Wednesday, July 3, 2013

Cold Brewed Coffee: You Lie, Blogger!

I'm not going to name names, but certain persons are claiming, in blogs both humble and famous, that cold brewed coffee is a good thing.  It is not.  It is bland, dull, and entirely without merit.  It is fit only for people who do not like coffee.  To whom I say: fine, then may I suggest you drink another beverage.  Tea is lovely.  Perhaps you would like some Postem.  But do not offend against coffee.

Monday, May 6, 2013

The Ruth Stout Gardening Method: Victory Over Clay Soils

One of the reasons I haven't posted in a while is that every single piece of electronics I own is in open rebellion.  I can't seem to load photos from my phone to my computer; my Ipad won't talk to my computer; I've lost the power cord to my camera.  So anyway....

An update on the Ruth Stout gardening technique.  Ruth Stout's idea is so simple that it seems unlikely to work.  There's nothing to it really.  Just keep 18 inches of mulch on your garden.  It compacts pretty fast, so when it does, add more.  Weeds growing through the mulch in thin spots? Add more.  That's all.

I tried it for two seasons in my huge rural garden and was amazed.  It eliminated all, and I mean all, weeding.  I used to spend hours and hours and hours weeding.  But with that huge, deep cap of mulch in the garden, none.  No time at all.  It also meant much less frequent watering. Also, I added compostable items directly to the garden.  Veggie scraps and such were just tucked under the layer of mulch here and there in the garden.  So that's easy.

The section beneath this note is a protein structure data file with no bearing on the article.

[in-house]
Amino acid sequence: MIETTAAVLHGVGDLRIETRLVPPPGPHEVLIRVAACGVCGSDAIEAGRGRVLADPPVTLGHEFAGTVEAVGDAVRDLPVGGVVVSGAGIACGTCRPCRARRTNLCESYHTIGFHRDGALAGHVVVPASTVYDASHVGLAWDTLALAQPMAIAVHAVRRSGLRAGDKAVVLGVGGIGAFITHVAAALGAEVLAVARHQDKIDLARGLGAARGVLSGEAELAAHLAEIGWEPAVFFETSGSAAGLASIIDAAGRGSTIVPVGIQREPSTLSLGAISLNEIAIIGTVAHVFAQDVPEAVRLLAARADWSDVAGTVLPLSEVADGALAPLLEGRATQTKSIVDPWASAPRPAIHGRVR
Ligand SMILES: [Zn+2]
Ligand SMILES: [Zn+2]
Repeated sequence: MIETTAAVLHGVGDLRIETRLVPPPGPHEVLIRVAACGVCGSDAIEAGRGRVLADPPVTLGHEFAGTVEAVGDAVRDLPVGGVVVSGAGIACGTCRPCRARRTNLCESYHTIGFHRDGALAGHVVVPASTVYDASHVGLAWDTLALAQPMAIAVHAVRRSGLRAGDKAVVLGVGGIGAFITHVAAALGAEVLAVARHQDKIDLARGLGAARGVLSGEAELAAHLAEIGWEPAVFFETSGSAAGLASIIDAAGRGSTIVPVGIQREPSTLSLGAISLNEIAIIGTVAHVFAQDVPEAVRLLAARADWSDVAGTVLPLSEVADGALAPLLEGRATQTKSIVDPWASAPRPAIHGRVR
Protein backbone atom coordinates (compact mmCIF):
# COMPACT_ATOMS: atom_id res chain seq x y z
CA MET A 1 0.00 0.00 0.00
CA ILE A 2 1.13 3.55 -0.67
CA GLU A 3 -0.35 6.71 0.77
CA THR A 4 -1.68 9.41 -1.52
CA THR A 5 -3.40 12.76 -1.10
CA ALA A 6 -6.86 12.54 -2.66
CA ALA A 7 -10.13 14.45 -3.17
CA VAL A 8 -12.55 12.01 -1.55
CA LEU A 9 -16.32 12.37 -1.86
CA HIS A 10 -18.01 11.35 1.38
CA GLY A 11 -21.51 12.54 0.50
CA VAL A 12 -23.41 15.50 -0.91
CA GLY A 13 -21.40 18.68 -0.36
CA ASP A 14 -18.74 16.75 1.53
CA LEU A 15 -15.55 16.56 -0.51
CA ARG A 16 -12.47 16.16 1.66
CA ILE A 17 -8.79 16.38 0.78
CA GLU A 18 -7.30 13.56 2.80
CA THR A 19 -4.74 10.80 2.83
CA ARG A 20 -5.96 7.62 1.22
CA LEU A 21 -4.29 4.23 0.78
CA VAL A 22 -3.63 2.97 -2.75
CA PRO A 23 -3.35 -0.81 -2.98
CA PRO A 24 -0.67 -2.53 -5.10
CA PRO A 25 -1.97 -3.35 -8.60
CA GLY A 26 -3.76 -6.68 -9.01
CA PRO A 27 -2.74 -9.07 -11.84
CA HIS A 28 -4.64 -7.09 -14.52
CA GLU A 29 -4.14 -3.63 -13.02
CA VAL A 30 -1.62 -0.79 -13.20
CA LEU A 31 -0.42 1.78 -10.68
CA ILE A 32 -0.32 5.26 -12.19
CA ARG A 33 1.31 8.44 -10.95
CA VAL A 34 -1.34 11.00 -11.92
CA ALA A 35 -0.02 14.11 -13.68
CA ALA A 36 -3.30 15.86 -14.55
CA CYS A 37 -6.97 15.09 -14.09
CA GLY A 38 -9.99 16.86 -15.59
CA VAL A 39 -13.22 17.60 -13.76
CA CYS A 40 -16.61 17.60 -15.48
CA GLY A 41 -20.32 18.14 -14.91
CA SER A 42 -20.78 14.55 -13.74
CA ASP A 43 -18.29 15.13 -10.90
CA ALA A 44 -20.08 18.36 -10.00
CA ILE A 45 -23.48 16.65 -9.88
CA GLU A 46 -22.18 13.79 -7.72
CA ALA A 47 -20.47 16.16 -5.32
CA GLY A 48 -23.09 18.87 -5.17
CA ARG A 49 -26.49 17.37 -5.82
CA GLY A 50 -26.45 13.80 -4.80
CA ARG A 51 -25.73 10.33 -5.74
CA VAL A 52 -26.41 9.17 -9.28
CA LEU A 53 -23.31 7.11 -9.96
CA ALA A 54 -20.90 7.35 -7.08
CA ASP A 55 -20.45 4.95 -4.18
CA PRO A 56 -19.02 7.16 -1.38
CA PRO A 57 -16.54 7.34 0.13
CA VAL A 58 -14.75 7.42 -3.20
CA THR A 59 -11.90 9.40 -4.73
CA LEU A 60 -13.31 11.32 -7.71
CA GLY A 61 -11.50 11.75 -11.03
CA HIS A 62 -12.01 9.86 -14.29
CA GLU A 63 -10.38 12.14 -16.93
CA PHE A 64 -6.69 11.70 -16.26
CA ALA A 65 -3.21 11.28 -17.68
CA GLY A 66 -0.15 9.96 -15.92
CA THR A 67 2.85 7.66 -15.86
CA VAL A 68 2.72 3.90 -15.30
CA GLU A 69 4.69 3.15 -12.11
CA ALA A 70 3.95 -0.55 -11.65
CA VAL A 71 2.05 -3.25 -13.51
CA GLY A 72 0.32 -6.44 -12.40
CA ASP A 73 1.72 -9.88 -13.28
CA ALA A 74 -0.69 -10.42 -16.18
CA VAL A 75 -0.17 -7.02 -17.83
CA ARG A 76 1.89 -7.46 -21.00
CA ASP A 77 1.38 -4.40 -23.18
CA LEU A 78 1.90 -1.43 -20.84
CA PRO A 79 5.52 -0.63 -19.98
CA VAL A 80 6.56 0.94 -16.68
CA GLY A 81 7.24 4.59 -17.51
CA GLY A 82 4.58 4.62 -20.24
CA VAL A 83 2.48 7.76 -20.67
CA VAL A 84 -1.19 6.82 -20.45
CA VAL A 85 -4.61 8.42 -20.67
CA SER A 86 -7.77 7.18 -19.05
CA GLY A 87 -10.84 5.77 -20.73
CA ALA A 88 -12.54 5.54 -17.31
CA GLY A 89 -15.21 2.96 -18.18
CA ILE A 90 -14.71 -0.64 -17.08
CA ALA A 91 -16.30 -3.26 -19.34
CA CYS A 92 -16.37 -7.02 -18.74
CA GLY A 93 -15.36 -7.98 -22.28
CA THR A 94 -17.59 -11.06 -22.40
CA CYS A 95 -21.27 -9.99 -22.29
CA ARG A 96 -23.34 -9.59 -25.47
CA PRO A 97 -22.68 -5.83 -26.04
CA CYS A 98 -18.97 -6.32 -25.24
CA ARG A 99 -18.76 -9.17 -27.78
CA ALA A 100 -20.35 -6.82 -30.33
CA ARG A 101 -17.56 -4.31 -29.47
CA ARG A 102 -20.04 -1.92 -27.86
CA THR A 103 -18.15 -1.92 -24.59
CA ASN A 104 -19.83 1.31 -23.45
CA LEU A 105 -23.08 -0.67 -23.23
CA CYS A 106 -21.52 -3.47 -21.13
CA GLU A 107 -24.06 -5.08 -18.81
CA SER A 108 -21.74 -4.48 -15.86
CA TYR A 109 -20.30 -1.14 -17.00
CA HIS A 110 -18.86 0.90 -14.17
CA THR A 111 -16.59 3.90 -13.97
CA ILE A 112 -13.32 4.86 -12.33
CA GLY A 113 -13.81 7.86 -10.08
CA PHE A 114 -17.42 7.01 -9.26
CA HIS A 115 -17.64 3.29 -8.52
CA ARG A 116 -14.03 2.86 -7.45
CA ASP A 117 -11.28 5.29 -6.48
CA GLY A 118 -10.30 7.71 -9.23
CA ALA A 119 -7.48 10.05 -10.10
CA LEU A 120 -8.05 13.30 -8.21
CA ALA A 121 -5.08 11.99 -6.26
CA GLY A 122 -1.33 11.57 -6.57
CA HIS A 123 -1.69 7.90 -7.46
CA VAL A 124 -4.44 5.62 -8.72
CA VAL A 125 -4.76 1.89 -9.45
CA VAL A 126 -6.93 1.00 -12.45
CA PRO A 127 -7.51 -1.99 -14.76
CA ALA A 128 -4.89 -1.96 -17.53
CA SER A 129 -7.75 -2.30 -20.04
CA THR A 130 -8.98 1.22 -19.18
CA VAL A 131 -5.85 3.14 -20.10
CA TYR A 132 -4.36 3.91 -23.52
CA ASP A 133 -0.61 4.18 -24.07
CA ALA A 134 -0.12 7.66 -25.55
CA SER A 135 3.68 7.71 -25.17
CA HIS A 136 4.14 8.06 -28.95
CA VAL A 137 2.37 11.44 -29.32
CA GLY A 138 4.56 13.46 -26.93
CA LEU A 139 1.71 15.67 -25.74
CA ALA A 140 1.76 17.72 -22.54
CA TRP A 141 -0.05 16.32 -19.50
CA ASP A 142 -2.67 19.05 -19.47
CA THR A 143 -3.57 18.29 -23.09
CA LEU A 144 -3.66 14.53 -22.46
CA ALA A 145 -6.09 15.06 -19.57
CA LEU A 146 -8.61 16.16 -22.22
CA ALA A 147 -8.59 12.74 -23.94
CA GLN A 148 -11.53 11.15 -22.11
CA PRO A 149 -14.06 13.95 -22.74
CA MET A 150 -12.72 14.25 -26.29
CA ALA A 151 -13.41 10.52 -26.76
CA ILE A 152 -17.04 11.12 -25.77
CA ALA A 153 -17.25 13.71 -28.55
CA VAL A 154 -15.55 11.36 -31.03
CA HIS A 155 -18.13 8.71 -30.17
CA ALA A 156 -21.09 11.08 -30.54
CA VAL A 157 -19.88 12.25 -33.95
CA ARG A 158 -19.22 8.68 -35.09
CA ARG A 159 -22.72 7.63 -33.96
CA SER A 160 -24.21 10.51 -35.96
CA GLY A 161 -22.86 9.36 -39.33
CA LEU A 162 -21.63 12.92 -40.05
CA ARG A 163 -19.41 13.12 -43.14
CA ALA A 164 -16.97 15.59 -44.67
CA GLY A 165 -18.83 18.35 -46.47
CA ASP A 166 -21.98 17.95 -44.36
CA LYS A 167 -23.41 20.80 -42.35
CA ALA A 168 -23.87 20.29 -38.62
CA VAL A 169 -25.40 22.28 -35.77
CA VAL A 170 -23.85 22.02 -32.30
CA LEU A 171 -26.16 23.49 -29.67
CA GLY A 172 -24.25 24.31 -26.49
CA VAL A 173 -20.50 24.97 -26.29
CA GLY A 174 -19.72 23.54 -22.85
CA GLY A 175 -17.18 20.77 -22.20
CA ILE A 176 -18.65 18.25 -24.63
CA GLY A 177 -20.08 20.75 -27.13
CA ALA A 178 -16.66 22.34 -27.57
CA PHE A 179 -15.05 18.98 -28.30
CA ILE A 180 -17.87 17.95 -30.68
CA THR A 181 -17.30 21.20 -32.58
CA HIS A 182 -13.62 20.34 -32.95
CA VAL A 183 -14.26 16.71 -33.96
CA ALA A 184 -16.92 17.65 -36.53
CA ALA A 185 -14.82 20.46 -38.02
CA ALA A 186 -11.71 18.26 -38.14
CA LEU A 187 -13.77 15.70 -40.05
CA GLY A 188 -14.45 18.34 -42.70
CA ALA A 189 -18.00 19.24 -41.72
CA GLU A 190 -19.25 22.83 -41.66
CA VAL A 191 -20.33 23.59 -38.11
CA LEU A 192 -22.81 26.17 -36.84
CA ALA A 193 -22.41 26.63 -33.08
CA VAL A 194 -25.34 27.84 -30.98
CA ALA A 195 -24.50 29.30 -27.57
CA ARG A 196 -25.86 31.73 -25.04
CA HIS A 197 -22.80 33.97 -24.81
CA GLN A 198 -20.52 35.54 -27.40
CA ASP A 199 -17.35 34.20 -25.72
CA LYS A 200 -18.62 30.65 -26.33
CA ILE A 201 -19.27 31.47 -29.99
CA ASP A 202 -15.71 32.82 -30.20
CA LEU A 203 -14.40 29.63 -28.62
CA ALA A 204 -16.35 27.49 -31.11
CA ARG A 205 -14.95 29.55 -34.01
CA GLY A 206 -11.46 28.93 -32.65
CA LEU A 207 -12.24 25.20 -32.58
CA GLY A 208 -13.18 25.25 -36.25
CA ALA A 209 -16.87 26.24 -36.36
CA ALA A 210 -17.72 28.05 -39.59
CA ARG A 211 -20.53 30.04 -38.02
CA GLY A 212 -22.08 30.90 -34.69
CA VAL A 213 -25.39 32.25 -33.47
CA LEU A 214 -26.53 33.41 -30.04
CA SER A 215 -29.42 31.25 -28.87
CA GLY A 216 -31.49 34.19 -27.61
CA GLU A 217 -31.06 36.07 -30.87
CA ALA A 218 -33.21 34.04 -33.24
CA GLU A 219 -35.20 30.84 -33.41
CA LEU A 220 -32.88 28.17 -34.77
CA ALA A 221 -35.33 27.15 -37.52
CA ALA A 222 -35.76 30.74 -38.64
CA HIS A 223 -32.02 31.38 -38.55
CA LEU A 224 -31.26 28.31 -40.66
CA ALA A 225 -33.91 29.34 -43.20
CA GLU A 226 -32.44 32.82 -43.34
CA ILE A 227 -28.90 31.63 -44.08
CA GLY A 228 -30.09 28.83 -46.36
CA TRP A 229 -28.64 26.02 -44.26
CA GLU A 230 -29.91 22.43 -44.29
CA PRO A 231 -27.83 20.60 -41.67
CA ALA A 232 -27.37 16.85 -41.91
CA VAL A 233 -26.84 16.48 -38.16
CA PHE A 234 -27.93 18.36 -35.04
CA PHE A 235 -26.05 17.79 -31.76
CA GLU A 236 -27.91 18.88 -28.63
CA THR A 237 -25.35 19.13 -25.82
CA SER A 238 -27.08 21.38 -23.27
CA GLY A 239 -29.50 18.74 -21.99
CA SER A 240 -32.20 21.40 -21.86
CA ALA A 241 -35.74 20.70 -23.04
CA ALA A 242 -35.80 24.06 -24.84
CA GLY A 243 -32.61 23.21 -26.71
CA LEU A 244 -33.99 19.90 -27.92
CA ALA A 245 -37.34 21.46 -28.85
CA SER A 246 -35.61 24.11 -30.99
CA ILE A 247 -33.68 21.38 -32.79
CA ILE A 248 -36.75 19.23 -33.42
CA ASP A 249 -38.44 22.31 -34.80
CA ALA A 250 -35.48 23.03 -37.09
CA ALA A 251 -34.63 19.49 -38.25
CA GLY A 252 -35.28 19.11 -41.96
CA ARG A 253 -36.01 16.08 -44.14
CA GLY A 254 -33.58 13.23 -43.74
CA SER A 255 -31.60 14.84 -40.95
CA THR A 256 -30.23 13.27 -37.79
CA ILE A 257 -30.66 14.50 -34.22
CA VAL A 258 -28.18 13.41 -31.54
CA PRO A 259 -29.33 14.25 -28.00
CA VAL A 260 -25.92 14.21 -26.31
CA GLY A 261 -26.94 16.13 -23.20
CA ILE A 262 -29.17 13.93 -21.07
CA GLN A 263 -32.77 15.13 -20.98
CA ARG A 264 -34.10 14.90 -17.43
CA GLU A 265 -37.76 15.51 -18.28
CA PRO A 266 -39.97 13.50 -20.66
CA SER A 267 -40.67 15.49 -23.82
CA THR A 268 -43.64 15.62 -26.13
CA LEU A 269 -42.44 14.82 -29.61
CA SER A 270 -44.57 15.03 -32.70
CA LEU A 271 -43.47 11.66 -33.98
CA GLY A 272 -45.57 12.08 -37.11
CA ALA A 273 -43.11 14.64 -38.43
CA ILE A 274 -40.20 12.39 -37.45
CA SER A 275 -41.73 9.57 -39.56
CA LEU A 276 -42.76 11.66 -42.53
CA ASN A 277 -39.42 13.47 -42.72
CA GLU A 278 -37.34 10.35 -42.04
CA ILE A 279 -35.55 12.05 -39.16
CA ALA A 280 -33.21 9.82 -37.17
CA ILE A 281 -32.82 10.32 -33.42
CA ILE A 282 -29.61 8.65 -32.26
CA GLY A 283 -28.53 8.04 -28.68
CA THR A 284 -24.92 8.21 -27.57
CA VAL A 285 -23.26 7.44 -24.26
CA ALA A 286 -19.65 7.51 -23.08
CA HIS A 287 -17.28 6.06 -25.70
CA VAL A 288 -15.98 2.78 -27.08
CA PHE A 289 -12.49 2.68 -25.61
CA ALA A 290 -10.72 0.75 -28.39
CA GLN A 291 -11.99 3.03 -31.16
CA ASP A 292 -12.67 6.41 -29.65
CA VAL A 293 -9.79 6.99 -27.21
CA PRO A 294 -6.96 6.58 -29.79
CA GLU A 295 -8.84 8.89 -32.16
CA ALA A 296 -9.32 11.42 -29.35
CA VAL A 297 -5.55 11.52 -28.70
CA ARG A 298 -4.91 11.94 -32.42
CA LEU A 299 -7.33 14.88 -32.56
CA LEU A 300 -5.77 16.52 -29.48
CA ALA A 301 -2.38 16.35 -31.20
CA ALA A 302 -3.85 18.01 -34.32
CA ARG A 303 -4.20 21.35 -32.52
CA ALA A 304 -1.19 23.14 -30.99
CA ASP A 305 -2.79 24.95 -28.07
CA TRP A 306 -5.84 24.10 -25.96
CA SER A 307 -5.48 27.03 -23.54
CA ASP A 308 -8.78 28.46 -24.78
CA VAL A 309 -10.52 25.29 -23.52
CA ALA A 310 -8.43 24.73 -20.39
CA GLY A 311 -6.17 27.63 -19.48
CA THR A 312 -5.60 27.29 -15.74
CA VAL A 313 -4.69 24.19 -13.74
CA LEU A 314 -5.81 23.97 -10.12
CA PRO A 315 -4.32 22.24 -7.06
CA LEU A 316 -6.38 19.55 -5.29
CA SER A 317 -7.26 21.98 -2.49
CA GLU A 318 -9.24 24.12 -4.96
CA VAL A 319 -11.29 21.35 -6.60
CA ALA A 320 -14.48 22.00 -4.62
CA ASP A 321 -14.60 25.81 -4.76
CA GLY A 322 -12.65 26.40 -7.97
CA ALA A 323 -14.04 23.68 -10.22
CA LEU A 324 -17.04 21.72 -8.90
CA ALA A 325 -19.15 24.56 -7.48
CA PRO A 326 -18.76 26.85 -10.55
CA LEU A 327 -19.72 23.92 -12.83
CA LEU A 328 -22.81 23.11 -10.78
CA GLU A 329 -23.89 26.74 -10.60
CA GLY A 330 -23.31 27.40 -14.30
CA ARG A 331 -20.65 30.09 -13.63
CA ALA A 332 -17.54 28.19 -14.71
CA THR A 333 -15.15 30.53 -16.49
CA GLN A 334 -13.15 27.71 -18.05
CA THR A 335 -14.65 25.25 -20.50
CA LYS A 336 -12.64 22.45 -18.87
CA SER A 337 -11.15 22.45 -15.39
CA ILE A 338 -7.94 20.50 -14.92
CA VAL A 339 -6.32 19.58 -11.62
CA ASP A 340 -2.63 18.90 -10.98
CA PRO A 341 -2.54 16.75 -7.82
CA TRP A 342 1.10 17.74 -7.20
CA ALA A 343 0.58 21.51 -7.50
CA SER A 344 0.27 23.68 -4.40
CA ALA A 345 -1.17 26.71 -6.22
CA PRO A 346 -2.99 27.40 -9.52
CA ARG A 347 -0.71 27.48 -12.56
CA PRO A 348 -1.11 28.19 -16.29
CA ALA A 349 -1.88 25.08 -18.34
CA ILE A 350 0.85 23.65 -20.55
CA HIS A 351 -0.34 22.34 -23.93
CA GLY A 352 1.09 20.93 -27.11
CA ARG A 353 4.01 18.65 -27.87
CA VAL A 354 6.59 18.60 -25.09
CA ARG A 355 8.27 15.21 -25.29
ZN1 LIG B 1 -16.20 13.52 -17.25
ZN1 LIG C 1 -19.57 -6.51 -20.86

And I had one of the best crops I've ever had.

Here in town, I wasn't as hopeful.  The soil is solid gumbo clay, convered in a 60 year old lawn of thick St. Augustine.  I was sure I needed to do as almost all my neighbors do: either build a raised bed garden with purchased soil or dig in a few feet and replace the soil directly in the ground.

I tried digging but gave up after an hour in the brick-like soil yielded no more than a couple of sad little trenches.  Then I put it out of my mind in the flurry of moving in.  Then I decided to make that spot my Ruth Stout trial bed.  I just started heaping hay and leaves on it, as well as kitchen scraps. Four months later I moved aside a bit of the mulch and plunged in my hand trowel to discover rich, soft dirt active with gorgeous earth worms.  I've planted the area with tomatoes and a few peppers and I'd show you pictures of my first harvest if my camera were working.

Thursday, November 1, 2012

Breaking News

It's been a while, friends.  And I've moved, into Austin, and am adjusting to urban homesteading.  Different soil, different scale, different conveniences, and different inconveniences.

Back soon to write about some new experiments in making stuff!


Wednesday, January 25, 2012

Winter Sewn Garden, Dried Tomatoes, Soap Paste. Now with Tutus!

So I know there are all these people out there who have six children and are pregnant with twins and still find time to make cheese and card wool.  I know it because they also seem to find time to blog about it and post adorable pictures of their kids in hand-smocked blouses.  Me, with two kids?  All I can seem to do is keep the kids from maiming each other (mostly) and the house from burning down.

In between administering first aid and putting out fires, I've managed to fit a few projects that I feel inordinately proud about: